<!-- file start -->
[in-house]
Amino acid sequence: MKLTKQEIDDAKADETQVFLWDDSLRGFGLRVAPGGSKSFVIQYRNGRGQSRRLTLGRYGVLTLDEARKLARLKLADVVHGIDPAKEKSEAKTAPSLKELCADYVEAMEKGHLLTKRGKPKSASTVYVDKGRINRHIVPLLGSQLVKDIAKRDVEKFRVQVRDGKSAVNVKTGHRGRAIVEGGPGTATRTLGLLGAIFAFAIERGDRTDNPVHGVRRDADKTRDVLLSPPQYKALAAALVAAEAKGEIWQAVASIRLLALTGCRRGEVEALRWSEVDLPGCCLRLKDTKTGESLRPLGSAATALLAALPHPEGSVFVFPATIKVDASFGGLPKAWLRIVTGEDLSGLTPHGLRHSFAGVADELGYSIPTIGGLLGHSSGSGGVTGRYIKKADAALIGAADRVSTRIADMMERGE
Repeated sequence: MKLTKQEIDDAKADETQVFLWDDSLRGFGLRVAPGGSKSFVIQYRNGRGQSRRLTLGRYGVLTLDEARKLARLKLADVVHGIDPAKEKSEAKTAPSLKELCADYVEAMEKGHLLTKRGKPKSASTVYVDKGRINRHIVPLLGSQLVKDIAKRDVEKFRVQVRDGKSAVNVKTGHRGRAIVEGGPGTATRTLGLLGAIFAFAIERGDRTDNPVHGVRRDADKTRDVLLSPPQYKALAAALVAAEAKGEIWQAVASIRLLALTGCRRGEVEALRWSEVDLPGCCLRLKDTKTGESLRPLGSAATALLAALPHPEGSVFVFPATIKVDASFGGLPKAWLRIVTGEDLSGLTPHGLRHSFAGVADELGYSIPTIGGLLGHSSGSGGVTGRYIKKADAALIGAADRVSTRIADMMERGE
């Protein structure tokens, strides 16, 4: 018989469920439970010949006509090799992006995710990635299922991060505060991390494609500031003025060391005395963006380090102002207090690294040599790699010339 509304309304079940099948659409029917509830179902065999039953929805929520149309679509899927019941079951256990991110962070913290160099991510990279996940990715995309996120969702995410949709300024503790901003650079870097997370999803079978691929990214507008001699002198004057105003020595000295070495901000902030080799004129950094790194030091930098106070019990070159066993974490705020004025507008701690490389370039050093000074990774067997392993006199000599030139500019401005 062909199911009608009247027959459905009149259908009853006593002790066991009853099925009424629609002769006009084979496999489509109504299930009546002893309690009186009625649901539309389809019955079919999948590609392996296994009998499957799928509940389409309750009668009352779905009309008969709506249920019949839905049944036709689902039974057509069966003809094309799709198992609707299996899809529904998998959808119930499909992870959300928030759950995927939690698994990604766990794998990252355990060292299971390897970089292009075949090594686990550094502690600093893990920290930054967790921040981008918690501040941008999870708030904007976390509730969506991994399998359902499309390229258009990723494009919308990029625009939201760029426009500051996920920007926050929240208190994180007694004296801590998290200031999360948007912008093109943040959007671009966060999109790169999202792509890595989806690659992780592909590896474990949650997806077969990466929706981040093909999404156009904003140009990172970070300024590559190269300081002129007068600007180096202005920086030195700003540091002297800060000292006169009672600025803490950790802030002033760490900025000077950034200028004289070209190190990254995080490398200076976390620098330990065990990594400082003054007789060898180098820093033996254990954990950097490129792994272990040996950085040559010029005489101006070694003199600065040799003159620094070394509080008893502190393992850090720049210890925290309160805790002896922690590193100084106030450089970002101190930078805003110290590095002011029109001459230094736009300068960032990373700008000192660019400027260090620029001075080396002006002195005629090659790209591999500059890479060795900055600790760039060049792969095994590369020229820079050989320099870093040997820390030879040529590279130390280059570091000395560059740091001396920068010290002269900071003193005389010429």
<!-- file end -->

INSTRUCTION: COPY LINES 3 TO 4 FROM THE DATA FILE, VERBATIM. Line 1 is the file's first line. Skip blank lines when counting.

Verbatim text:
Repeated sequence: MKLTKQEIDDAKADETQVFLWDDSLRGFGLRVAPGGSKSFVIQYRNGRGQSRRLTLGRYGVLTLDEARKLARLKLADVVHGIDPAKEKSEAKTAPSLKELCADYVEAMEKGHLLTKRGKPKSASTVYVDKGRINRHIVPLLGSQLVKDIAKRDVEKFRVQVRDGKSAVNVKTGHRGRAIVEGGPGTATRTLGLLGAIFAFAIERGDRTDNPVHGVRRDADKTRDVLLSPPQYKALAAALVAAEAKGEIWQAVASIRLLALTGCRRGEVEALRWSEVDLPGCCLRLKDTKTGESLRPLGSAATALLAALPHPEGSVFVFPATIKVDASFGGLPKAWLRIVTGEDLSGLTPHGLRHSFAGVADELGYSIPTIGGLLGHSSGSGGVTGRYIKKADAALIGAADRVSTRIADMMERGE
């Protein structure tokens, strides 16, 4: 018989469920439970010949006509090799992006995710990635299922991060505060991390494609500031003025060391005395963006380090102002207090690294040599790699010339 509304309304079940099948659409029917509830179902065999039953929805929520149309679509899927019941079951256990991110962070913290160099991510990279996940990715995309996120969702995410949709300024503790901003650079870097997370999803079978691929990214507008001699002198004057105003020595000295070495901000902030080799004129950094790194030091930098106070019990070159066993974490705020004025507008701690490389370039050093000074990774067997392993006199000599030139500019401005 062909199911009608009247027959459905009149259908009853006593002790066991009853099925009424629609002769006009084979496999489509109504299930009546002893309690009186009625649901539309389809019955079919999948590609392996296994009998499957799928509940389409309750009668009352779905009309008969709506249920019949839905049944036709689902039974057509069966003809094309799709198992609707299996899809529904998998959808119930499909992870959300928030759950995927939690698994990604766990794998990252355990060292299971390897970089292009075949090594686990550094502690600093893990920290930054967790921040981008918690501040941008999870708030904007976390509730969506991994399998359902499309390229258009990723494009919308990029625009939201760029426009500051996920920007926050929240208190994180007694004296801590998290200031999360948007912008093109943040959007671009966060999109790169999202792509890595989806690659992780592909590896474990949650997806077969990466929706981040093909999404156009904003140009990172970070300024590559190269300081002129007068600007180096202005920086030195700003540091002297800060000292006169009672600025803490950790802030002033760490900025000077950034200028004289070209190190990254995080490398200076976390620098330990065990990594400082003054007789060898180098820093033996254990954990950097490129792994272990040996950085040559010029005489101006070694003199600065040799003159620094070394509080008893502190393992850090720049210890925290309160805790002896922690590193100084106030450089970002101190930078805003110290590095002011029109001459230094736009300068960032990373700008000192660019400027260090620029001075080396002006002195005629090659790209591999500059890479060795900055600790760039060049792969095994590369020229820079050989320099870093040997820390030879040529590279130390280059570091000395560059740091001396920068010290002269900071003193005389010429």